Sunday, October 24, 2010

Jarvis House Chimney Gets a Cleaning

The Jarvis House is getting ready for winter.  The chimney and wood burning stove need to be cleaned and readied.
Fortunately for us, Kevin Kepler is up to the challenge of climbing to the lower roof and cleaning out the chimney with our set of chimney brushes.
When you live in a house like this you need ladders,
and brushes.
And other ladders, and brushes that have extension poles at screw together as you clean the chimney.
You might need a Phillips head screwdriver to open the chimney cap.
As the brush goes down the chimney and is twisted to loosen the creosote from the flue, additional poles are added.
When the brush is finished down below, it is removed, unscrewing sections of the brush poles as it is pulled up from the chimney.
The cap is secured to the top of the stack.
The brush and the extension sections are gathered.
Now it is time to go inside the house and clean out the chimney from that direction, and the wood burning stove.
 This is a Great Northern stove unit that is inserted, following local codes, into the flue which was added to the rebuilt chimney in 1973.  The metal shield is leaning on the side of the stove.  It adds additional fire protection.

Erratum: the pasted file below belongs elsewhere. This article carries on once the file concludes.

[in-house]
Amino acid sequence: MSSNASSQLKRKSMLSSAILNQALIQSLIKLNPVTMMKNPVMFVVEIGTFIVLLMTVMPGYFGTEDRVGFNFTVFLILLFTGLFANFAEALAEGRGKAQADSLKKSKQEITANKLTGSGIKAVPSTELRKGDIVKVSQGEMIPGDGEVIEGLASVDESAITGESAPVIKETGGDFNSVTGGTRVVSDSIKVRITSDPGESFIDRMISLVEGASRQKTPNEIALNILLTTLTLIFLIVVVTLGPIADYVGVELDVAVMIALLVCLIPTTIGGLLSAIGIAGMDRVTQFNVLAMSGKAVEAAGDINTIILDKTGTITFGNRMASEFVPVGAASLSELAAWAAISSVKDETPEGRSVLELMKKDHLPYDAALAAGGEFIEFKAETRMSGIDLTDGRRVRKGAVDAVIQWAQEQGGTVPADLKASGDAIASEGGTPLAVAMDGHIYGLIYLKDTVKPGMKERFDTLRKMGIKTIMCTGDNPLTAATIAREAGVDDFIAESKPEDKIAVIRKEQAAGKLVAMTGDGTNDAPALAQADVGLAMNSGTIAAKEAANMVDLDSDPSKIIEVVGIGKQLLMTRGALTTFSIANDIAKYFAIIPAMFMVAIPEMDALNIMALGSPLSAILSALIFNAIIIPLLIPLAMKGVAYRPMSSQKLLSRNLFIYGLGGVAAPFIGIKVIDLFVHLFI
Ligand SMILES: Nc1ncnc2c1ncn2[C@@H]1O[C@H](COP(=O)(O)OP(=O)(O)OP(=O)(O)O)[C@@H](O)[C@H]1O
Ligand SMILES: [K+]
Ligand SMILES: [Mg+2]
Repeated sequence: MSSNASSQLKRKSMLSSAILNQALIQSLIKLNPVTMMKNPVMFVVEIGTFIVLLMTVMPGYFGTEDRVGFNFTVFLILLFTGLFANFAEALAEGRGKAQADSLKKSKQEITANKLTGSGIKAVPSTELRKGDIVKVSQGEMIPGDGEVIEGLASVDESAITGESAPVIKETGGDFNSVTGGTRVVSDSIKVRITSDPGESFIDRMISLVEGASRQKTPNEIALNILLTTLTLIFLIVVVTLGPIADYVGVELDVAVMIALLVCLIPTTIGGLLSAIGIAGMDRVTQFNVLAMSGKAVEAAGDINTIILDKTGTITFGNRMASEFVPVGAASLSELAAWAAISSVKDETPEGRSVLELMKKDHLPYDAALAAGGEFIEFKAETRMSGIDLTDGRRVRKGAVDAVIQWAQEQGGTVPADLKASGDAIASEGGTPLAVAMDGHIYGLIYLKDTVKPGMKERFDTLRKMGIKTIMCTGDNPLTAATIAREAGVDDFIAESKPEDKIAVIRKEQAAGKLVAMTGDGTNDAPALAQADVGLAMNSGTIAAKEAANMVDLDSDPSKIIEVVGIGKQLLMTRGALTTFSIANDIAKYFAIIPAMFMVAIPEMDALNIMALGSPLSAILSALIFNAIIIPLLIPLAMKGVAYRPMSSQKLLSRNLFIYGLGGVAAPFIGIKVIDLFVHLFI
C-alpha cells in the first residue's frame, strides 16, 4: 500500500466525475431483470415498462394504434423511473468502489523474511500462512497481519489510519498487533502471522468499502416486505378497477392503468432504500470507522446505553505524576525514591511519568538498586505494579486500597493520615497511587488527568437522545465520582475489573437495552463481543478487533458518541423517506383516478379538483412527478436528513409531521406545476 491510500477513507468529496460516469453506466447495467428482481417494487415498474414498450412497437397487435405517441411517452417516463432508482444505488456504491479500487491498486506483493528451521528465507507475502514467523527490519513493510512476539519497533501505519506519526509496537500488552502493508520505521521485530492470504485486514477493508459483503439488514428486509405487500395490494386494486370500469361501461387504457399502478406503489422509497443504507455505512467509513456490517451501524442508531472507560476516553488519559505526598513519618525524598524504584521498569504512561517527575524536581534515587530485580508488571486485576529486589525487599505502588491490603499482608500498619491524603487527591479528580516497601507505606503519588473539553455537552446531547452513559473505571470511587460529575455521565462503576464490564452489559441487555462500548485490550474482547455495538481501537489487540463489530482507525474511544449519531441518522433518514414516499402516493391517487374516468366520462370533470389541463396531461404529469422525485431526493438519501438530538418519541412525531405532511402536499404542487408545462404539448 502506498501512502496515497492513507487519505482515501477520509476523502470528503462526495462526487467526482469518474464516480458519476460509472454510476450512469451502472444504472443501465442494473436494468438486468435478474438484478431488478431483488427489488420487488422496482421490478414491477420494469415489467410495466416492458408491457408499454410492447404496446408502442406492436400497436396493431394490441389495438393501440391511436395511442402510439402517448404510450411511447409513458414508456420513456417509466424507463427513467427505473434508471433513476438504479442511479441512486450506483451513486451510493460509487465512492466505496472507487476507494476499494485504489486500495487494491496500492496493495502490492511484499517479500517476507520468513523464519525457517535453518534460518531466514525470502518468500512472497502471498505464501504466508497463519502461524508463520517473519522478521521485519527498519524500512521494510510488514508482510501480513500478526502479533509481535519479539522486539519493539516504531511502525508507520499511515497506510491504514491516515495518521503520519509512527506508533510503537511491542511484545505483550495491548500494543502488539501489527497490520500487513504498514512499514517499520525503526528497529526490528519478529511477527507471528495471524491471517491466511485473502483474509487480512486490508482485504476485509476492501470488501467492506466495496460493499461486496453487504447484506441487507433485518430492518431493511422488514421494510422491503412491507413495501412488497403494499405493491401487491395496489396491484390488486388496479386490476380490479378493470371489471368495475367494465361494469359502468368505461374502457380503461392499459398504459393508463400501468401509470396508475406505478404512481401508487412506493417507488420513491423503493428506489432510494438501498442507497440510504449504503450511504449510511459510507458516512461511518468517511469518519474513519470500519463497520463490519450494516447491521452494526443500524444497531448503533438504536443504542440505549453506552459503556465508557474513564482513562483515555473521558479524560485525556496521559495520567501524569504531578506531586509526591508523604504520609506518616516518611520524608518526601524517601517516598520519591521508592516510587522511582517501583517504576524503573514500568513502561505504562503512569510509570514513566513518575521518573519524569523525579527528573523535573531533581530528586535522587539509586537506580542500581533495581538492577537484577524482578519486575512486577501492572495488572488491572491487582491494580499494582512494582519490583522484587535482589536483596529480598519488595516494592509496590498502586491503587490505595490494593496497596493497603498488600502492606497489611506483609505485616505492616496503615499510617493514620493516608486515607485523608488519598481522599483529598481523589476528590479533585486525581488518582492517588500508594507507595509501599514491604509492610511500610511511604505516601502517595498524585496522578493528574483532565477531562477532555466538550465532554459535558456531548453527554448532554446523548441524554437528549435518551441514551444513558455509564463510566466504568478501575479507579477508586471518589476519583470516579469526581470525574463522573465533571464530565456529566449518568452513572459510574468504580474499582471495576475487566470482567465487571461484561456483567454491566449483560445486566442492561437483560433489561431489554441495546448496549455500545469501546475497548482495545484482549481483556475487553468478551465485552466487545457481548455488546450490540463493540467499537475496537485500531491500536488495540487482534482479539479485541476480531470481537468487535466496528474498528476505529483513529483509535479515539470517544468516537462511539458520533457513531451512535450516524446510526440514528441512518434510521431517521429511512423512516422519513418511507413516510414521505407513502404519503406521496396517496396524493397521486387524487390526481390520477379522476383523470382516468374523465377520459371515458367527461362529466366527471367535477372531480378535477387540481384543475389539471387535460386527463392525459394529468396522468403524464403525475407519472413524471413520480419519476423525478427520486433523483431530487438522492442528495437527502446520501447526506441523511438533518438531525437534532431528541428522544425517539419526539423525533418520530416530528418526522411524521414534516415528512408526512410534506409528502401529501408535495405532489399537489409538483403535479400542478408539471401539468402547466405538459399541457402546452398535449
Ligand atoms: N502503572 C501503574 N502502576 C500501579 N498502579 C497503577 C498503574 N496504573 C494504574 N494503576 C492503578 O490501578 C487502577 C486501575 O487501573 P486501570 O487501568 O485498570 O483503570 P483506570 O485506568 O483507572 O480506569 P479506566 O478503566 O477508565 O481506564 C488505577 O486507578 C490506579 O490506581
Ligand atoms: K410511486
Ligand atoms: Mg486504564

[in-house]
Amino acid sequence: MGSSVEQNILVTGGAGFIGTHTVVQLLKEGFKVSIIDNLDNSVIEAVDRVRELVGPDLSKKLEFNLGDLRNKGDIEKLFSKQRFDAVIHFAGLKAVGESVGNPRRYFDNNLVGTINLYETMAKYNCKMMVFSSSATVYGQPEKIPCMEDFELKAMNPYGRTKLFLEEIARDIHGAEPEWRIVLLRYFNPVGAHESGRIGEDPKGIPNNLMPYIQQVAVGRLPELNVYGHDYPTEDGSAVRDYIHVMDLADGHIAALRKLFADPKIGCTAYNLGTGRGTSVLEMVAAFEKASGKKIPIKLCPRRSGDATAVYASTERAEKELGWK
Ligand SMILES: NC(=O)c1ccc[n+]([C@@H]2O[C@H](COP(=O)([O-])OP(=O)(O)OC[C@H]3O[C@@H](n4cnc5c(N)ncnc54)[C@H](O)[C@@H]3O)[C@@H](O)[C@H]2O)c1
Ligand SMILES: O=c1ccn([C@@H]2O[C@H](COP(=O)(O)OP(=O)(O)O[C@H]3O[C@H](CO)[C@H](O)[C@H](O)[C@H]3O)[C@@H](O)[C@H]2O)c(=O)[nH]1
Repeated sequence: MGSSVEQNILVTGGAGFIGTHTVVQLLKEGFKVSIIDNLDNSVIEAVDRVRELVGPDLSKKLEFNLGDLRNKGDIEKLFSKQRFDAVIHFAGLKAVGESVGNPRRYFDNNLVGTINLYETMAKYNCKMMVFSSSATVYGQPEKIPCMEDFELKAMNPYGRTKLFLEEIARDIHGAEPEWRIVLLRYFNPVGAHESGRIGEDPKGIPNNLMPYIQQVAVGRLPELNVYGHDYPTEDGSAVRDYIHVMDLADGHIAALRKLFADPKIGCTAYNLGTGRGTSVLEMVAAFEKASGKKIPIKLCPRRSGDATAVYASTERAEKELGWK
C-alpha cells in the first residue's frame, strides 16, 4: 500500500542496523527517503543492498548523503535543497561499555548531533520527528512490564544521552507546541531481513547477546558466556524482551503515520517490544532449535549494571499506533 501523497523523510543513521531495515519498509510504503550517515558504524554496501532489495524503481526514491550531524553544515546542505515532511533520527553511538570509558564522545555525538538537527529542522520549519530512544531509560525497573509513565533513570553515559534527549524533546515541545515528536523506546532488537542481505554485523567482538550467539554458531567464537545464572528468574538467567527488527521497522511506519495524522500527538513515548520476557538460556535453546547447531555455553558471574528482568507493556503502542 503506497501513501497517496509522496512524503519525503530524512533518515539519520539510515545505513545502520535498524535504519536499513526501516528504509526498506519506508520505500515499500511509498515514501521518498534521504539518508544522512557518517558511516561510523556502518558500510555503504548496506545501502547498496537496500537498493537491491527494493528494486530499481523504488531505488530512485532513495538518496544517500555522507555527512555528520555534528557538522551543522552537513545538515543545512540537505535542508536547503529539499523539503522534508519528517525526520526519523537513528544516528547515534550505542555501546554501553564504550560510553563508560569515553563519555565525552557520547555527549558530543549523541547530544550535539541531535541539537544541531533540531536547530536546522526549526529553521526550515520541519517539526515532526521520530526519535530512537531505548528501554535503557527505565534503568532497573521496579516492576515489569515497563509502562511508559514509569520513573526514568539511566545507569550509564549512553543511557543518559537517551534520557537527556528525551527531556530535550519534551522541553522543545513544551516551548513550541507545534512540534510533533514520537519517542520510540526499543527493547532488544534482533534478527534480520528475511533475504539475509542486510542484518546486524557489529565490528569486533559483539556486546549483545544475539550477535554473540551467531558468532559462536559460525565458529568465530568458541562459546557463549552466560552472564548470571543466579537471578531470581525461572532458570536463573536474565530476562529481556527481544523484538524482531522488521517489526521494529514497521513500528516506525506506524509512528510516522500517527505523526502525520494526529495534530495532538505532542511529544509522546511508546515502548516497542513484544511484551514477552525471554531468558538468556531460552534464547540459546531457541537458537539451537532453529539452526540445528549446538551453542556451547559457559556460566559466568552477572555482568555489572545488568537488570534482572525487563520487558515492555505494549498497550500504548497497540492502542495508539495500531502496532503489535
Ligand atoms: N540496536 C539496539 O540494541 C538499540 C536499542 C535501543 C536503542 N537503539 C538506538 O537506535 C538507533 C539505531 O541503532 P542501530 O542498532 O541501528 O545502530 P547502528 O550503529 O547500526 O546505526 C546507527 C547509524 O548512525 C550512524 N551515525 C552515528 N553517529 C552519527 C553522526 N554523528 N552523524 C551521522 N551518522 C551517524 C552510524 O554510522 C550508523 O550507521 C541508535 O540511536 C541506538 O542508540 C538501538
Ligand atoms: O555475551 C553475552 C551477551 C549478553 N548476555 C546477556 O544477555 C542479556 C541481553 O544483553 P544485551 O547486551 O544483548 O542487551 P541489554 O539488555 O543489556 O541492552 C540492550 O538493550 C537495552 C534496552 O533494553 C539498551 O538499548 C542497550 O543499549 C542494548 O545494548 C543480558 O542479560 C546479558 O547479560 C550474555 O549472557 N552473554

Kevin vacuums up the soot from the hearth
that  has fallen in from the outside cleaning.
 He cleans the rear opening of the stove where the stove pipe will be replaced.
The shop vac comes in handy and spares the Electrolux.
This is a piece of creosote that collected on a ledge in the chimney.  It is quite light and porous and can burn if not removed in a timely way.
There is a metal edge that he cleans with the hose nozzle.
He finds another piece.
Generally speaking, a wood burning stove heats up the fire to a higher degree than a fireplace, and burns off most of the matter in that way.  But it is a serious procedure and cleaning out the chimney should be done after each cord of wood is burned.  
Soot in the shop vac.
We vacuum up that hearth so that we can replace the stove and the stove pipe.
Kevin screws back
the metal shield.
After cleaning out the pipe, Kevin carefully begins to replace the pipe.
Inside the pipe section is the damper with the handle on the outside.  This regulates the air intake.
He attaches the elbow of the stove pipe.
He slides the stove back into position,
and adjusts the stove.
He tweaks the position a bit to make sure the stove is level.
The stove pipe is attached to the stove.
Checking it some more,
and again.  We take this stove cleaning very seriously.
Back in its spot, the wood burning stove is ready to be put to use on a chilly evening.  The Jarvis House has a natural gas/steam heating system.  The wood burning stove is a back up, just in case something goes wrong with the furnace. 

I had to add this picture of Dick Van Dyke as the chimney sweep in the film Mary Poppins.

2 comments:

Elizabeth said...

Good for Kevin!What would you do without him?
We had 2 chimney fires at Hawthorne Court despite chimney sweeps.

acornmoon said...

Just in time for Santa!